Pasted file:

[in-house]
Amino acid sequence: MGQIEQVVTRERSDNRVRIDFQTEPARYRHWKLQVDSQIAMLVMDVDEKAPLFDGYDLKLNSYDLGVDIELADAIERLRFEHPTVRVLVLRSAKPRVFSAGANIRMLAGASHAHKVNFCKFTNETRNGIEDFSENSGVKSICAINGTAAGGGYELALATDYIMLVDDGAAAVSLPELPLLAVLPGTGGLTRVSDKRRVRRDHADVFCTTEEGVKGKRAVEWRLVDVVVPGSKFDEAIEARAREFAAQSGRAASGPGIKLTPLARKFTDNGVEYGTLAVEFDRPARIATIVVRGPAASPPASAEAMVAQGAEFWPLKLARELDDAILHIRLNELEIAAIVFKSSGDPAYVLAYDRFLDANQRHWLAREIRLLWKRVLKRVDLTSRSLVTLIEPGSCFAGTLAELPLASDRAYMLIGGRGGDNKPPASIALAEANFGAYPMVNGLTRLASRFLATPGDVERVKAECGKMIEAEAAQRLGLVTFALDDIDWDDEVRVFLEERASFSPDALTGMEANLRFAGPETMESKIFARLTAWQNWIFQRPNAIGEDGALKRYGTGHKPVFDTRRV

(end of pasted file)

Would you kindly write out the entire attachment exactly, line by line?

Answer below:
[in-house]
Amino acid sequence: MGQIEQVVTRERSDNRVRIDFQTEPARYRHWKLQVDSQIAMLVMDVDEKAPLFDGYDLKLNSYDLGVDIELADAIERLRFEHPTVRVLVLRSAKPRVFSAGANIRMLAGASHAHKVNFCKFTNETRNGIEDFSENSGVKSICAINGTAAGGGYELALATDYIMLVDDGAAAVSLPELPLLAVLPGTGGLTRVSDKRRVRRDHADVFCTTEEGVKGKRAVEWRLVDVVVPGSKFDEAIEARAREFAAQSGRAASGPGIKLTPLARKFTDNGVEYGTLAVEFDRPARIATIVVRGPAASPPASAEAMVAQGAEFWPLKLARELDDAILHIRLNELEIAAIVFKSSGDPAYVLAYDRFLDANQRHWLAREIRLLWKRVLKRVDLTSRSLVTLIEPGSCFAGTLAELPLASDRAYMLIGGRGGDNKPPASIALAEANFGAYPMVNGLTRLASRFLATPGDVERVKAECGKMIEAEAAQRLGLVTFALDDIDWDDEVRVFLEERASFSPDALTGMEANLRFAGPETMESKIFARLTAWQNWIFQRPNAIGEDGALKRYGTGHKPVFDTRRV